So tired.

Another thankless task.

How long till lunch?

Don’t look at her…

Cora suppressed a grin as she muted each voice in turn. If only they knew… Minshull looked up and smiled. ‘All done?’

‘Yes, it was painless. Drew’s very good.’

‘He is.’ Minshull pulled a chair over so that Cora could sit at his desk. ‘So how are you really?’

She gave him a wry smile. ‘Like I said, a bit achy but fine.’

‘I think it’s shaken everyone up.’

‘It will have done. How are you doing with it all?’

He blew out a sigh. ‘Honestly? I don’t know. I spent last night trying to figure it out and I have nothing. Why would anyone deliberately drive at a group of people?’

‘Could it have been a genuine accident?’ Cora suggested, unease taking root in the pit of her stomach. It didn’t feel like an accident, but was that because she’d been caught up in it? Was it easier to blame someone’s actions than accept it was mechanical error?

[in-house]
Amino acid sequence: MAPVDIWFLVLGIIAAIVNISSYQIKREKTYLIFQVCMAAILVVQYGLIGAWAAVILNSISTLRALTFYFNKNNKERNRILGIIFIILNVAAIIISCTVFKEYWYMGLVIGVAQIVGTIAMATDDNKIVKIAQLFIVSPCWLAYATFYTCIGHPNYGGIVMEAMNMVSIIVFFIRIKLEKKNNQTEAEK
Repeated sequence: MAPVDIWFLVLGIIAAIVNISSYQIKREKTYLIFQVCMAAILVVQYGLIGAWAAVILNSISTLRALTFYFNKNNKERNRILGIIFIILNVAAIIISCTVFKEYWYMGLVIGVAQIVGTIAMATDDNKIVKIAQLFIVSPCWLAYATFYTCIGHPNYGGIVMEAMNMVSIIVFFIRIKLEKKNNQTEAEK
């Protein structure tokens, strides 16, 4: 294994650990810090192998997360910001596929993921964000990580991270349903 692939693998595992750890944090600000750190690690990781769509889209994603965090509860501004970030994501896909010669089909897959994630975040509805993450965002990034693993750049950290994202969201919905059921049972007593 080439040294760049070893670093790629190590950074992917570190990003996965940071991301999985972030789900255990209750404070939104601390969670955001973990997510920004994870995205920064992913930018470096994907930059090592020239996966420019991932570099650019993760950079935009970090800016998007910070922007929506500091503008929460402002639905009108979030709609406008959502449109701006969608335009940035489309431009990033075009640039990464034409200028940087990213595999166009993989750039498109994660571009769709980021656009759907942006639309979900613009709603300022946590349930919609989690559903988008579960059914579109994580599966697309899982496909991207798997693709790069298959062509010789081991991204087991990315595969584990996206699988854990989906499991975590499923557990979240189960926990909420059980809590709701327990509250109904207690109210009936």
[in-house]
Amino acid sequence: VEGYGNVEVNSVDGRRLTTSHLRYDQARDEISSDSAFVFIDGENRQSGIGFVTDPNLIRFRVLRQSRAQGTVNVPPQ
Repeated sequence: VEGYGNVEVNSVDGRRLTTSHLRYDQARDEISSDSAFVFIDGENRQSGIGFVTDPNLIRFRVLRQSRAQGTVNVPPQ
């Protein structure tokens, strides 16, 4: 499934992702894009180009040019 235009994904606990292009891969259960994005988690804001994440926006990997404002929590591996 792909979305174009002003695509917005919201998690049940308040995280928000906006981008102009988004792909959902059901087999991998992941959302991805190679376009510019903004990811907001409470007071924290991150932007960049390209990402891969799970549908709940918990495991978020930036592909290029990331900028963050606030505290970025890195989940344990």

‘It’s possible. I mean, everything’s possible until you find the truth. But if it was an accident, why would they leave?’

Excerpt from Leave No Trace by MJ White
©MJ White and Hera Books 2023

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books MJ White has written as Miranda Dickinson

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About Vanessa Westermann

Vanessa is a Canadian crime writer. She is the author of Cover Art and other books. At the heart of all of her stories are strong female protagonists.